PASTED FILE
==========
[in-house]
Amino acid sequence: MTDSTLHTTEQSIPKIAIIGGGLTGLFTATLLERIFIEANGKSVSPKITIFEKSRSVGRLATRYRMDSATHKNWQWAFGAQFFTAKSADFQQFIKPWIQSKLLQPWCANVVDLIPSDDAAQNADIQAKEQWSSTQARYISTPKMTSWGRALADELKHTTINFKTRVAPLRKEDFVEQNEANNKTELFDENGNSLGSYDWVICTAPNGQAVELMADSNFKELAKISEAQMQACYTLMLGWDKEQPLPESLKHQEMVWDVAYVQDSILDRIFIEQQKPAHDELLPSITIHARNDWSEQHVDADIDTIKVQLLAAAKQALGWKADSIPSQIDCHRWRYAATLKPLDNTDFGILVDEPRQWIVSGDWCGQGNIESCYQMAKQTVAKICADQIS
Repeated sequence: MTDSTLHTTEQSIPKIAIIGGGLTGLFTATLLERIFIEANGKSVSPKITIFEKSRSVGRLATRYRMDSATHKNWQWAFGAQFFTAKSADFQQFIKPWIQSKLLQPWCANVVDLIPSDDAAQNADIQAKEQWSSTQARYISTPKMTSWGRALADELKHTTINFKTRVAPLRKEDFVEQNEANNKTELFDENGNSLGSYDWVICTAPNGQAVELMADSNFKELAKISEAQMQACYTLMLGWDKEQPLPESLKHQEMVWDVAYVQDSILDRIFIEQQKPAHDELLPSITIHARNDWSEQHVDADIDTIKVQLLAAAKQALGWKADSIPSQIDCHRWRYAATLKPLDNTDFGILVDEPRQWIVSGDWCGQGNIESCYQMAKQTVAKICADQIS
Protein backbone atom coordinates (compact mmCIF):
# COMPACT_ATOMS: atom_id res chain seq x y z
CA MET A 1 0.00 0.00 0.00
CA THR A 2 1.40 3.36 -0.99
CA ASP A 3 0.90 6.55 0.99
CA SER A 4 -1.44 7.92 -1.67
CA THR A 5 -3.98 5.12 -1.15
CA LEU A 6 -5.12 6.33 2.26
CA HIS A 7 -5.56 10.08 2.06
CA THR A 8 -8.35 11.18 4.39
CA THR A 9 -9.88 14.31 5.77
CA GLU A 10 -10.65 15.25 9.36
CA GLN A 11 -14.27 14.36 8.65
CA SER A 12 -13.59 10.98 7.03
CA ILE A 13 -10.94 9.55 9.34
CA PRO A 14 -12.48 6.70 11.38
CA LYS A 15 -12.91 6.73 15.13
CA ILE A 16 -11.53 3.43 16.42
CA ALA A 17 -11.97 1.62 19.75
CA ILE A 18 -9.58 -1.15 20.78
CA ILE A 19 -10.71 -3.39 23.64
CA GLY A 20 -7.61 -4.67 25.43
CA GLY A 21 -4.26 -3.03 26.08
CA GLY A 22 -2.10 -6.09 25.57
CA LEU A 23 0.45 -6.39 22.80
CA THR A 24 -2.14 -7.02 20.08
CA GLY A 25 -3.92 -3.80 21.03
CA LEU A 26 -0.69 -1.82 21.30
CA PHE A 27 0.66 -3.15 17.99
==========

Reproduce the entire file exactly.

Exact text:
[in-house]
Amino acid sequence: MTDSTLHTTEQSIPKIAIIGGGLTGLFTATLLERIFIEANGKSVSPKITIFEKSRSVGRLATRYRMDSATHKNWQWAFGAQFFTAKSADFQQFIKPWIQSKLLQPWCANVVDLIPSDDAAQNADIQAKEQWSSTQARYISTPKMTSWGRALADELKHTTINFKTRVAPLRKEDFVEQNEANNKTELFDENGNSLGSYDWVICTAPNGQAVELMADSNFKELAKISEAQMQACYTLMLGWDKEQPLPESLKHQEMVWDVAYVQDSILDRIFIEQQKPAHDELLPSITIHARNDWSEQHVDADIDTIKVQLLAAAKQALGWKADSIPSQIDCHRWRYAATLKPLDNTDFGILVDEPRQWIVSGDWCGQGNIESCYQMAKQTVAKICADQIS
Repeated sequence: MTDSTLHTTEQSIPKIAIIGGGLTGLFTATLLERIFIEANGKSVSPKITIFEKSRSVGRLATRYRMDSATHKNWQWAFGAQFFTAKSADFQQFIKPWIQSKLLQPWCANVVDLIPSDDAAQNADIQAKEQWSSTQARYISTPKMTSWGRALADELKHTTINFKTRVAPLRKEDFVEQNEANNKTELFDENGNSLGSYDWVICTAPNGQAVELMADSNFKELAKISEAQMQACYTLMLGWDKEQPLPESLKHQEMVWDVAYVQDSILDRIFIEQQKPAHDELLPSITIHARNDWSEQHVDADIDTIKVQLLAAAKQALGWKADSIPSQIDCHRWRYAATLKPLDNTDFGILVDEPRQWIVSGDWCGQGNIESCYQMAKQTVAKICADQIS
Protein backbone atom coordinates (compact mmCIF):
# COMPACT_ATOMS: atom_id res chain seq x y z
CA MET A 1 0.00 0.00 0.00
CA THR A 2 1.40 3.36 -0.99
CA ASP A 3 0.90 6.55 0.99
CA SER A 4 -1.44 7.92 -1.67
CA THR A 5 -3.98 5.12 -1.15
CA LEU A 6 -5.12 6.33 2.26
CA HIS A 7 -5.56 10.08 2.06
CA THR A 8 -8.35 11.18 4.39
CA THR A 9 -9.88 14.31 5.77
CA GLU A 10 -10.65 15.25 9.36
CA GLN A 11 -14.27 14.36 8.65
CA SER A 12 -13.59 10.98 7.03
CA ILE A 13 -10.94 9.55 9.34
CA PRO A 14 -12.48 6.70 11.38
CA LYS A 15 -12.91 6.73 15.13
CA ILE A 16 -11.53 3.43 16.42
CA ALA A 17 -11.97 1.62 19.75
CA ILE A 18 -9.58 -1.15 20.78
CA ILE A 19 -10.71 -3.39 23.64
CA GLY A 20 -7.61 -4.67 25.43
CA GLY A 21 -4.26 -3.03 26.08
CA GLY A 22 -2.10 -6.09 25.57
CA LEU A 23 0.45 -6.39 22.80
CA THR A 24 -2.14 -7.02 20.08
CA GLY A 25 -3.92 -3.80 21.03
CA LEU A 26 -0.69 -1.82 21.30
CA PHE A 27 0.66 -3.15 17.99